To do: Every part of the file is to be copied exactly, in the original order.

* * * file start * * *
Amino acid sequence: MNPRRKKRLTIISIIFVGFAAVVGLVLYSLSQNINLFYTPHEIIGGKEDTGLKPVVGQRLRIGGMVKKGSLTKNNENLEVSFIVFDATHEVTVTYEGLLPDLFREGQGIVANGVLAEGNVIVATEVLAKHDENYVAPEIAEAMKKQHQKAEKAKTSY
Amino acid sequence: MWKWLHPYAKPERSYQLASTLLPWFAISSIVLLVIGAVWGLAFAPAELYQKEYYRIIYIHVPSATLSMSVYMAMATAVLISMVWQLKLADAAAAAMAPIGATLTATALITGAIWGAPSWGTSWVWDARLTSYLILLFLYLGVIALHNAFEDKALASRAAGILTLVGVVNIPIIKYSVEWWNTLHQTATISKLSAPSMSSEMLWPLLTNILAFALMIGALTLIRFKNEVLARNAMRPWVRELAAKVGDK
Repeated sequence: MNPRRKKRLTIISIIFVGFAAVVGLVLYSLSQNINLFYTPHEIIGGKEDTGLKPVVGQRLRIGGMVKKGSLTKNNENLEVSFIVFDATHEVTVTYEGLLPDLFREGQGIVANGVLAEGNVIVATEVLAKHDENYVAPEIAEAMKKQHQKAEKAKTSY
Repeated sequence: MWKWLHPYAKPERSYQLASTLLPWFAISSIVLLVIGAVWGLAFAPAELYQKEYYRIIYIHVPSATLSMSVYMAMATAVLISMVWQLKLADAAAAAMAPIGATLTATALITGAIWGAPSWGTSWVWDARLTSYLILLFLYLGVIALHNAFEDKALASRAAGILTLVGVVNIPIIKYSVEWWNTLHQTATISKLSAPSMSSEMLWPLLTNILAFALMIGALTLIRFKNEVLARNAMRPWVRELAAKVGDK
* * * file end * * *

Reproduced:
Amino acid sequence: MNPRRKKRLTIISIIFVGFAAVVGLVLYSLSQNINLFYTPHEIIGGKEDTGLKPVVGQRLRIGGMVKKGSLTKNNENLEVSFIVFDATHEVTVTYEGLLPDLFREGQGIVANGVLAEGNVIVATEVLAKHDENYVAPEIAEAMKKQHQKAEKAKTSY
Amino acid sequence: MWKWLHPYAKPERSYQLASTLLPWFAISSIVLLVIGAVWGLAFAPAELYQKEYYRIIYIHVPSATLSMSVYMAMATAVLISMVWQLKLADAAAAAMAPIGATLTATALITGAIWGAPSWGTSWVWDARLTSYLILLFLYLGVIALHNAFEDKALASRAAGILTLVGVVNIPIIKYSVEWWNTLHQTATISKLSAPSMSSEMLWPLLTNILAFALMIGALTLIRFKNEVLARNAMRPWVRELAAKVGDK
Repeated sequence: MNPRRKKRLTIISIIFVGFAAVVGLVLYSLSQNINLFYTPHEIIGGKEDTGLKPVVGQRLRIGGMVKKGSLTKNNENLEVSFIVFDATHEVTVTYEGLLPDLFREGQGIVANGVLAEGNVIVATEVLAKHDENYVAPEIAEAMKKQHQKAEKAKTSY
Repeated sequence: MWKWLHPYAKPERSYQLASTLLPWFAISSIVLLVIGAVWGLAFAPAELYQKEYYRIIYIHVPSATLSMSVYMAMATAVLISMVWQLKLADAAAAAMAPIGATLTATALITGAIWGAPSWGTSWVWDARLTSYLILLFLYLGVIALHNAFEDKALASRAAGILTLVGVVNIPIIKYSVEWWNTLHQTATISKLSAPSMSSEMLWPLLTNILAFALMIGALTLIRFKNEVLARNAMRPWVRELAAKVGDK